Highlights //

Help with difficult diagnoses (2009)

Maurice Wilkins Centre technology is helping Auckland Hospital with difficult diagnoses. 

Maurice Wilkins Centre scientists have developed a new way of classifying patients with rare forms of amyloidosis – a potentially fatal disease where protein deposits called amyloids accumulate in various tissues. 

Under the direction of Professor Garth Cooper (centre), Dr Mia Jüllig and Mr Martin Middleditch have identified the proteins in Garth Cooper Et Alsome unusual amyloid samples using the Centre’s advanced mass spectrometer. 

Professors Peter Browett and Kathy Crosier, both clinicians at Auckland Hospital, approached Professor Cooper about examining unusual amyloid samples after conventional laboratory studies failed to determine the type of amyloid protein in their patients. 

Professor Cooper took up this challenge with his team, armed with more than 30 years of clinical interest in amyloidoses and a strong track record in cutting-edge techniques to identify novel proteins. 

“Amyloids are typically made up of a single main protein called an ‘amyloid monomer’, and a number of minor matrix proteins. The identity of the monomer yields key information that supports both diagnosis and specific therapeutic options,” explains Professor Cooper. 

“There can be dozens of other proteins in an amyloid,” says Dr Jüllig, a Maurice Wilkins Centre research fellow. “Some of these proteins provide further clues as to how the amyloid developed.”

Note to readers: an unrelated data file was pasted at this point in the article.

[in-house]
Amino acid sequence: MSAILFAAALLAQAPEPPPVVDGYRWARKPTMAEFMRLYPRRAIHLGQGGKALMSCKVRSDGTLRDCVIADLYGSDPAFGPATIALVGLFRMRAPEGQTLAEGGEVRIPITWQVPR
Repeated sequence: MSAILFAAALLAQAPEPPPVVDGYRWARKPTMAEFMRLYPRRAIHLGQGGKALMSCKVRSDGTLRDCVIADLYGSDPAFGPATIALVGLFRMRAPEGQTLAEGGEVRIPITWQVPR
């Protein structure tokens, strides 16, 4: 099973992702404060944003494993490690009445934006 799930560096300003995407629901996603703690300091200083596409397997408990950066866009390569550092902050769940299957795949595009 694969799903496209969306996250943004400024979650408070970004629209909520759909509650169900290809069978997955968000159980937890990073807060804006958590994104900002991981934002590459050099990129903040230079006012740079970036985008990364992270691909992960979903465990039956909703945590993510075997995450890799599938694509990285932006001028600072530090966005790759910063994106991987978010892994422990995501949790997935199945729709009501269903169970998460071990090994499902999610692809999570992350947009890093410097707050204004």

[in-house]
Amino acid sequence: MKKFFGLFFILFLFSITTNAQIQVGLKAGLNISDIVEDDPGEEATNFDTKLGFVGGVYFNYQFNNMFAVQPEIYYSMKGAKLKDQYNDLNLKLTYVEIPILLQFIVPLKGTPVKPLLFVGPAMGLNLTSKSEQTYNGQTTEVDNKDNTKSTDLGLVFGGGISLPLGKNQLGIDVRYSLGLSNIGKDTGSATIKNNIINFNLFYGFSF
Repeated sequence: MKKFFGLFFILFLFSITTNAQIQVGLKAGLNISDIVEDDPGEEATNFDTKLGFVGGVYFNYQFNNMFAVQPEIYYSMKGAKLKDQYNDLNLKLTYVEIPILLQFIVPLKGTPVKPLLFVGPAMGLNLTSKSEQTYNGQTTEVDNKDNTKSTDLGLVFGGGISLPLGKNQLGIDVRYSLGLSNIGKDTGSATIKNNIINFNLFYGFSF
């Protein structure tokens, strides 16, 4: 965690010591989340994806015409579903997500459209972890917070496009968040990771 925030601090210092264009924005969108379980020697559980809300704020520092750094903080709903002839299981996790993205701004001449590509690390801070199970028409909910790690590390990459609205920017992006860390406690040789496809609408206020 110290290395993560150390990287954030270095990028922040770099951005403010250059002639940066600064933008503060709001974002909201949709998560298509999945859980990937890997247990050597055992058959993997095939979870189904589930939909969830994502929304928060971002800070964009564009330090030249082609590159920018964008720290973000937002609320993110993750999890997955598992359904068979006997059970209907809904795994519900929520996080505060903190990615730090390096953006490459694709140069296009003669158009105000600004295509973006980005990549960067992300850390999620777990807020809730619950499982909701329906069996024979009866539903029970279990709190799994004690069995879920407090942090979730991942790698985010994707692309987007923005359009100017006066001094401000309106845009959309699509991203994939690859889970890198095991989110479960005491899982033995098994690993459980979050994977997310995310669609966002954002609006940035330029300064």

Most pathologists identify which proteins are in amyloid samples by probing them with antibodies. However, this technique is not always accurate and is limited to known proteins, so it’s hard to identify new types of amyloid proteins in unusual patients. 

The Maurice Wilkins Centre team took a high-tech approach to three patient samples that couldn’t be classified with existing techniques. 

“Amyloids are clumps of insoluble protein,” says Mr Middleditch. “Our technique relies on performing the difficult task of converting these proteins into a soluble form so that they can be processed and identified in our mass spectrometer. We can then get a very good picture of what proteins are in the diseased tissue.” 

The three amyloid samples, from the heart, liver, and radial nerve (in the arm) have all produced clear, unambiguous results. 

“We’d like to use this technology to help as many patients as possible, both nationally and internationally,” says Mr Middleditch.